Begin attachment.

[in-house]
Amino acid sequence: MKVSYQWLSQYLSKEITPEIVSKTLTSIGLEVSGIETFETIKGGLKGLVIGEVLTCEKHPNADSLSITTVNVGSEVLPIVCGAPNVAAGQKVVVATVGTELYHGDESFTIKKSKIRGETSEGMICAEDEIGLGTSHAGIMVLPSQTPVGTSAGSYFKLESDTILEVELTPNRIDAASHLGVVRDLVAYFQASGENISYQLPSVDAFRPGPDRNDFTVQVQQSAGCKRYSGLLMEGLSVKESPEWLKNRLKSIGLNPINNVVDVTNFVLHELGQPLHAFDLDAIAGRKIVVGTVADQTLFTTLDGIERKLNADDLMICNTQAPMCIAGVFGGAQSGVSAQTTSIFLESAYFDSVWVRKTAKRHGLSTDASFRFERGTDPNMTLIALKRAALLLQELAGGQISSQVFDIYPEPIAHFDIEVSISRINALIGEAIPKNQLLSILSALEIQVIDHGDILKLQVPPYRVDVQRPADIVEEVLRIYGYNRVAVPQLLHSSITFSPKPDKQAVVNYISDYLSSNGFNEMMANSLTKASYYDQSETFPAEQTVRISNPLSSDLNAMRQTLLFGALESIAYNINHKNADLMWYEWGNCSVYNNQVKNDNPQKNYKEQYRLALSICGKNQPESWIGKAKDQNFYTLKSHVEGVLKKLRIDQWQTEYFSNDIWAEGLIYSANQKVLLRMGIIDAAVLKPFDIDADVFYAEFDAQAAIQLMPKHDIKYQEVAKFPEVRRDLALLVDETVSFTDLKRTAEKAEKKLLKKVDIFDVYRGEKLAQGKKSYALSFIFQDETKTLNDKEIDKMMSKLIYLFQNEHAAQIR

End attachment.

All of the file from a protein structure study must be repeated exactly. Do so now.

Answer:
[in-house]
Amino acid sequence: MKVSYQWLSQYLSKEITPEIVSKTLTSIGLEVSGIETFETIKGGLKGLVIGEVLTCEKHPNADSLSITTVNVGSEVLPIVCGAPNVAAGQKVVVATVGTELYHGDESFTIKKSKIRGETSEGMICAEDEIGLGTSHAGIMVLPSQTPVGTSAGSYFKLESDTILEVELTPNRIDAASHLGVVRDLVAYFQASGENISYQLPSVDAFRPGPDRNDFTVQVQQSAGCKRYSGLLMEGLSVKESPEWLKNRLKSIGLNPINNVVDVTNFVLHELGQPLHAFDLDAIAGRKIVVGTVADQTLFTTLDGIERKLNADDLMICNTQAPMCIAGVFGGAQSGVSAQTTSIFLESAYFDSVWVRKTAKRHGLSTDASFRFERGTDPNMTLIALKRAALLLQELAGGQISSQVFDIYPEPIAHFDIEVSISRINALIGEAIPKNQLLSILSALEIQVIDHGDILKLQVPPYRVDVQRPADIVEEVLRIYGYNRVAVPQLLHSSITFSPKPDKQAVVNYISDYLSSNGFNEMMANSLTKASYYDQSETFPAEQTVRISNPLSSDLNAMRQTLLFGALESIAYNINHKNADLMWYEWGNCSVYNNQVKNDNPQKNYKEQYRLALSICGKNQPESWIGKAKDQNFYTLKSHVEGVLKKLRIDQWQTEYFSNDIWAEGLIYSANQKVLLRMGIIDAAVLKPFDIDADVFYAEFDAQAAIQLMPKHDIKYQEVAKFPEVRRDLALLVDETVSFTDLKRTAEKAEKKLLKKVDIFDVYRGEKLAQGKKSYALSFIFQDETKTLNDKEIDKMMSKLIYLFQNEHAAQIR